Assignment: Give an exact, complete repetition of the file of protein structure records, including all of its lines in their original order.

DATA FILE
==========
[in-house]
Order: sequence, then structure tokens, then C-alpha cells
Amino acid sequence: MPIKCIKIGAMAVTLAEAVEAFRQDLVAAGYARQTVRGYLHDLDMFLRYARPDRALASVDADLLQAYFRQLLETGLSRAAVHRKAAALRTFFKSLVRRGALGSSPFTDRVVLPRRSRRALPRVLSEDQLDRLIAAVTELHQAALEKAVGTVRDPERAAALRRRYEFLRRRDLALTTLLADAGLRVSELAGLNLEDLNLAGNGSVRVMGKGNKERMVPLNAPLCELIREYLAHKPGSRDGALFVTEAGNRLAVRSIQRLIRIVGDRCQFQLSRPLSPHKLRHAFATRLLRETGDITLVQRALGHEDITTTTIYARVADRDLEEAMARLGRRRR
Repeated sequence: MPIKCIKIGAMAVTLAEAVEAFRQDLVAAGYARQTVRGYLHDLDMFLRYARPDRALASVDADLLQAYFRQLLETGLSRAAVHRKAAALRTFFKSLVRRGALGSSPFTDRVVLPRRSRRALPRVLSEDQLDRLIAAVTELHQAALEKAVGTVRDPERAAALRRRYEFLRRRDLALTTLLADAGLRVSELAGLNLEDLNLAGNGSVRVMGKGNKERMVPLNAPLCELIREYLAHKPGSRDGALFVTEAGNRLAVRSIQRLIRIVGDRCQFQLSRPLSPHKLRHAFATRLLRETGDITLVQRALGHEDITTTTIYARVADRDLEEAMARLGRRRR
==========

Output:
[in-house]
Order: sequence, then structure tokens, then C-alpha cells
Amino acid sequence: MPIKCIKIGAMAVTLAEAVEAFRQDLVAAGYARQTVRGYLHDLDMFLRYARPDRALASVDADLLQAYFRQLLETGLSRAAVHRKAAALRTFFKSLVRRGALGSSPFTDRVVLPRRSRRALPRVLSEDQLDRLIAAVTELHQAALEKAVGTVRDPERAAALRRRYEFLRRRDLALTTLLADAGLRVSELAGLNLEDLNLAGNGSVRVMGKGNKERMVPLNAPLCELIREYLAHKPGSRDGALFVTEAGNRLAVRSIQRLIRIVGDRCQFQLSRPLSPHKLRHAFATRLLRETGDITLVQRALGHEDITTTTIYARVADRDLEEAMARLGRRRR
Repeated sequence: MPIKCIKIGAMAVTLAEAVEAFRQDLVAAGYARQTVRGYLHDLDMFLRYARPDRALASVDADLLQAYFRQLLETGLSRAAVHRKAAALRTFFKSLVRRGALGSSPFTDRVVLPRRSRRALPRVLSEDQLDRLIAAVTELHQAALEKAVGTVRDPERAAALRRRYEFLRRRDLALTTLLADAGLRVSELAGLNLEDLNLAGNGSVRVMGKGNKERMVPLNAPLCELIREYLAHKPGSRDGALFVTEAGNRLAVRSIQRLIRIVGDRCQFQLSRPLSPHKLRHAFATRLLRETGDITLVQRALGHEDITTTTIYARVADRDLEEAMARLGRRRR